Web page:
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Ariel L. David Vs. John G. Macasio_g.r. No. 195466 July 2, 2014

Labor relations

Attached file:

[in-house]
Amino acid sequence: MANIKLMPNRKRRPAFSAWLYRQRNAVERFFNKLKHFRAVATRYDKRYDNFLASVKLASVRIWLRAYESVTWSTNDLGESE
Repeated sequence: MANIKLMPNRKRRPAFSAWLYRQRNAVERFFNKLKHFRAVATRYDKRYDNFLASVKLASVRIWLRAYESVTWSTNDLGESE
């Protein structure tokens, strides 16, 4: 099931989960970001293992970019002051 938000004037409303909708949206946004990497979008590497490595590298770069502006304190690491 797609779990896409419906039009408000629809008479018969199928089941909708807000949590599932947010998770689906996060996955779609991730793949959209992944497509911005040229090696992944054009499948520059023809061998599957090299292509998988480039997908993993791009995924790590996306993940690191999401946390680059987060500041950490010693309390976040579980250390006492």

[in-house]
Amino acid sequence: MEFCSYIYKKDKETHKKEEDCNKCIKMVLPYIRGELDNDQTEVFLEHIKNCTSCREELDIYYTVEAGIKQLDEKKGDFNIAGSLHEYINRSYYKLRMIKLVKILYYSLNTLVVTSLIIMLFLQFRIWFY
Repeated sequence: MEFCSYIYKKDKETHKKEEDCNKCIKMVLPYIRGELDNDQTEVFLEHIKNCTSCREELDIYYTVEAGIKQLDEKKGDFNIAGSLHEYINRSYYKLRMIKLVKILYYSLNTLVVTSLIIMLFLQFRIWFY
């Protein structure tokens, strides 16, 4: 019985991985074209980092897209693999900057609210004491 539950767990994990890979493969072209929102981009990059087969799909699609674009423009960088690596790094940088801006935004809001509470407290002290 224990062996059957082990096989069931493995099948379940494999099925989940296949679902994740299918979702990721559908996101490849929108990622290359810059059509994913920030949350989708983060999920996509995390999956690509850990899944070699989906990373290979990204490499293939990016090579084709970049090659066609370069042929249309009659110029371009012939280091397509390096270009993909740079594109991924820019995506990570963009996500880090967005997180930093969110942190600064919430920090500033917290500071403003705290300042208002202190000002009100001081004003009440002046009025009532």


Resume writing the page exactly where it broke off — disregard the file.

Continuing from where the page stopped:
ARIEL L. DAVID vs. JOHN G. MACASIO G.R. No. 195466 JULY 2, 2014 For: overtime pay, holiday pay, 13 th month pay and payment for service incentive leave. Facts: In January 2009, Macasio filed before the LA a complaint against petitioner Ariel L. David, doing business under the name and style “Yiels Hog Dealer,” for non-payment of overtime pay, holiday pay and 13th month pay. He also claimed payment for moral and exemplary damages and attorney’s fees. Macasio also claimed payment for service incentive leave (SIL) David claimed that he started his hog dealer business in 2005 and that he only has ten employees. The LA concluded that as Macasio was engaged on “pakyaw” or task basis, he is not entitled to overtime, holiday, SIL and 13th month pay. The NLRC affirmed the LA decision, thus this case reach the CA which says that Macasio is entitled to his monetary claims following the doctrine laid down in Serrano v. Severino Santos Transit.The CA explained that as a task basis employee, Macasio is excluded from the coverage of holiday, SIL and 13th month pay only if he is likewise a “field personnel.”Thus this case reached the SC. Issue: Whether or not Macasio is entitled of overtime pay, holiday pay, 13 th month pay and payment for service incentive leave. Ruling: Yes, in so far as the Holiday and SIL pay is concern. To determine whether workers engaged on “pakyaw” ortask basis” is entitled to holiday and SIL pay, the presence (or absence) of employer supervision as regards the worker’s time and performance is the key: if the worker is simply engaged on pakyaw or task basis, then the general rule is that he is entitled to a holiday pay and SIL pay unless exempted from the exceptions specifically provided under Article 94 (holiday pay) and Article 95 (SIL pay) of the Labor Code. However, if the worker engaged on pakyaw or task basis also falls within the meaning of “field personnel” under the law, then he is not entitled to these monetary benefits. CA that Macasio does not fall under the definition of “field personnel.” The CA’s finding in this regard is supported by the established facts of this case: first, Macasio regularly performed his duties at David’s principal place of business; second, his actual hours of work could be determined with reasonable certainty; and, third, David supervised his time and performance of duties. Since Macasio cannot be considered a “field personnel,” then he is not exempted from the grant of holiday, SIL pay even as he was engaged on “pakyaw” or task basis. However, the governing law on 13th month pay is PD No. 851. As with holiday and SIL pay, 13th month pay benefits generally cover all employees; an employee must be one of those expressly enumerated to be exempted. Section 3 of the Rules and Regulations Implementing P.D. No. 851 enumerates the exemptions from the coverage of 13th month pay benefits. Under Section 3(e), “employers of those who are paid on task basis, and those who are paid a fixed amount for performing a specific work, irrespective of the time consumed in the performance thereof are exempted. Note that unlike the IRR of the Labor Code on holiday and SIL pay, Section 3(e) of the Rules and Regulations Implementing PD No. 851exempts employees "paid on task basis" without any reference to "field personnel." This could only mean that insofar as payment of the 13th month pay is concerned, the law did not intend to qualify the exemption from its coverage with the requirement that the task worker be a "field personnel" at the same time. Thus Macasio is not entitled to 13th month pay. Wherefore, the petition was partially granted the petition insofar as the payment of 13th month pay to respondent is concerned. But all other aspect of the CA’s decision was affirmed.